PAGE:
Maybe someone will offer better advice,
Good Luck

-- “Hanging onto resentment, is letting someone you despise live rent-free in your head.” (Ann Landers)......

View marshallLaw's profile

marshallLaw

17 posts in 972 days


#7 posted 02-09-2018 01:03 AM

Don’t confuse “Sanding Sealer” with “Wood Conditioner”.
A “Wood Conditioner” will allow the stain to be evenly accepted by the wood without (or at least) minimizing blotching and uneven staining.
A “Sanding Sealer” – focus on the wood “Sealer” – that is what it does – Seals the wood and prevents the wood from accepting any stain.
According to industry reps of stains – once you apply a “sanding sealer” you are done – their stains will not be able to penetrate the sealer to get to the wood.

View LesB's profile

LesB

1838 posts in 3615 days


#8 posted 02-09-2018 01:13 AM

The sanding sealer is fine and you should be able to stain over it without a problem. I use it or a thinned shellac to control the stain on wood that tends to be blotchy when stained in the raw. You will need to sand it carefully with 220 0r 320 to cut the surface film and any grain that might raise.
If darker is what you want you may need to apply two coats of stain, let it dry between coats. I think you will need to experiment with sample pieces of wood for the color and possibly even mix your own combinations to get you desired results; Im thinking a cherry stain mixed with some maple or golden oak (I do it all the time, especially if I’m trying to match an older finish). Also check the final color you decide on by applying a coat of your top finish because that can cause the color to shift a little in it’s appearance.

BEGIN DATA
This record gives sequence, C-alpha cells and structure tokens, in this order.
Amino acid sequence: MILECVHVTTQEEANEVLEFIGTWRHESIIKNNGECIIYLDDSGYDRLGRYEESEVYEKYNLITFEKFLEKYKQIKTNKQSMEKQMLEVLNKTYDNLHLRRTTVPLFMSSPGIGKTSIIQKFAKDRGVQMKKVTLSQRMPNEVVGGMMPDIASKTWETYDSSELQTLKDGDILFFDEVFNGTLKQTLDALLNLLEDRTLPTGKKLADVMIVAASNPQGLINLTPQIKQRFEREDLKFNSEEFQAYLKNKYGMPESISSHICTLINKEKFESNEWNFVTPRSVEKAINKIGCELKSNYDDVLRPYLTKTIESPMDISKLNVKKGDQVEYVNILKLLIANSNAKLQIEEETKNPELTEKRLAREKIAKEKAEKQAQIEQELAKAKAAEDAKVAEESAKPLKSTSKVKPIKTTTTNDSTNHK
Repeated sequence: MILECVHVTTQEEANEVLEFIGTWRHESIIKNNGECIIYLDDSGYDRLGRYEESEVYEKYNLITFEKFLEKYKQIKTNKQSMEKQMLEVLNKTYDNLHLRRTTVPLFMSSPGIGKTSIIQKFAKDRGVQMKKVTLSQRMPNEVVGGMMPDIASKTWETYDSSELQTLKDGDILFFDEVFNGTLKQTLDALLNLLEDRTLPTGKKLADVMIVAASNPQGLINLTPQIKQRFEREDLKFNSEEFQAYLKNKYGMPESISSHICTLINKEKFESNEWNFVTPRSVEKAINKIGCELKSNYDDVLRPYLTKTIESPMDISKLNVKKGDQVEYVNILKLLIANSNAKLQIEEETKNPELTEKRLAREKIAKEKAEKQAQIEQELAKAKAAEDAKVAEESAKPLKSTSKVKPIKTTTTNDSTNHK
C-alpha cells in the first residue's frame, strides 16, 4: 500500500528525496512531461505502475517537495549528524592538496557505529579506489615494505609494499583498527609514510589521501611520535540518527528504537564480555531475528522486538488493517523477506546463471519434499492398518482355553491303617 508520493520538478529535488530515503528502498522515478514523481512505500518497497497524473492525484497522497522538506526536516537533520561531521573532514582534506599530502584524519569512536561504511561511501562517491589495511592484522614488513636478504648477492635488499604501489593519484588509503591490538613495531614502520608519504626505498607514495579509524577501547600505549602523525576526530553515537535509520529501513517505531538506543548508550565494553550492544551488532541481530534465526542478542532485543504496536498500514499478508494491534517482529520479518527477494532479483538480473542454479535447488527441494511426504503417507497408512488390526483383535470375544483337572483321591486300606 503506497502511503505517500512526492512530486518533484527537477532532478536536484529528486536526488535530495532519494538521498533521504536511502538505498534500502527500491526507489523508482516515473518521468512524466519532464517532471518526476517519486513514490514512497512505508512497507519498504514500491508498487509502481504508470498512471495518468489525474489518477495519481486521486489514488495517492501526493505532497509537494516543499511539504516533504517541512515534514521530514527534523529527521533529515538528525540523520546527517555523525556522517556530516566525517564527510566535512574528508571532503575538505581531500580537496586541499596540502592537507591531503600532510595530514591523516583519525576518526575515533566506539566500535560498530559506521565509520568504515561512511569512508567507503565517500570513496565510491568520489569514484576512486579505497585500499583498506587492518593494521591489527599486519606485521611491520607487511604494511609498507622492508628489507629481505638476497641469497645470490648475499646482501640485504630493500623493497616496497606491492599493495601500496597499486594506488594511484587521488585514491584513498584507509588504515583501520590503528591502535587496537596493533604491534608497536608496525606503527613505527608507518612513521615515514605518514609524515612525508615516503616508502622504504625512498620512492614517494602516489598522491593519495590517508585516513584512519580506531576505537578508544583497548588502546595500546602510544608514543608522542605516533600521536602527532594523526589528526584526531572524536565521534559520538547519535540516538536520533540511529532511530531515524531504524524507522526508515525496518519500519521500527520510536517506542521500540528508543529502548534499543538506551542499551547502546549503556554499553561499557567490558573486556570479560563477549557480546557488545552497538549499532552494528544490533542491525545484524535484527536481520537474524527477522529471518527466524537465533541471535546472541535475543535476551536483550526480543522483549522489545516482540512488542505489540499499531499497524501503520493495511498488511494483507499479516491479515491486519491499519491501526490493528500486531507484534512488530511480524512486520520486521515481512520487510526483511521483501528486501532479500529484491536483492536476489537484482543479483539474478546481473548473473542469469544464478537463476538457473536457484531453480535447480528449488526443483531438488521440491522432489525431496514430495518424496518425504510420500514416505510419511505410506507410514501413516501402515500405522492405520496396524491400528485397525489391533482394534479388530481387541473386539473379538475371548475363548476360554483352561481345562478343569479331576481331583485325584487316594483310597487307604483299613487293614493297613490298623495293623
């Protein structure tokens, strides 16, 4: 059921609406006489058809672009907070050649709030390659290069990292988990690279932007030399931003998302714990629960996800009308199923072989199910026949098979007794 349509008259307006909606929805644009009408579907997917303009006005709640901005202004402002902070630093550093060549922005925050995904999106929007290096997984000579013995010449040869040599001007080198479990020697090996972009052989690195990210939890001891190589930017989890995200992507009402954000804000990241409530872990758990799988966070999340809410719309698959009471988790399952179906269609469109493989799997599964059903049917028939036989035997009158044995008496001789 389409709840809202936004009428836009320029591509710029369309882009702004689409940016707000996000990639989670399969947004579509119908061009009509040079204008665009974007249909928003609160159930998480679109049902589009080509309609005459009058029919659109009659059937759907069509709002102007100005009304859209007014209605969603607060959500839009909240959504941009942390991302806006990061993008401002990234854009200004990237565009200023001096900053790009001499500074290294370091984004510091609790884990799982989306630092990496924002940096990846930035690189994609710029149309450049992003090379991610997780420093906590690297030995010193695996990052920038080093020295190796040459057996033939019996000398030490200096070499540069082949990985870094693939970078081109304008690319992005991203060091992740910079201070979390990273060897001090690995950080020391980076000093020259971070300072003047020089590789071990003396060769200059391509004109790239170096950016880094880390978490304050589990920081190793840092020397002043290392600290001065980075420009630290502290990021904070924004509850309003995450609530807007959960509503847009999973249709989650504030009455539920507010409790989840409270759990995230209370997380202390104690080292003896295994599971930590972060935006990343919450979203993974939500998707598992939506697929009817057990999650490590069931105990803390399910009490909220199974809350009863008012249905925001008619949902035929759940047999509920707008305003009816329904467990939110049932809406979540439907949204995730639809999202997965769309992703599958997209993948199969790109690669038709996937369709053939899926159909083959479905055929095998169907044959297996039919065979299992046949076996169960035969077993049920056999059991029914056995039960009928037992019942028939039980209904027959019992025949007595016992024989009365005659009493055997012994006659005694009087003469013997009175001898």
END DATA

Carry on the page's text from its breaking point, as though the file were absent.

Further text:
-- Les B, Oregon

View HandyHousewife's profile

HandyHousewife

69 posts in 902 days


#9 posted 02-09-2018 02:19 PM



The sanding sealer is fine and you should be able to stain over it without a problem. I use it or a thinned shellac to control the stain on wood that tends to be blotchy when stained in the raw. You will need to sand it carefully with 220 0r 320 to cut the surface film and any grain that might raise.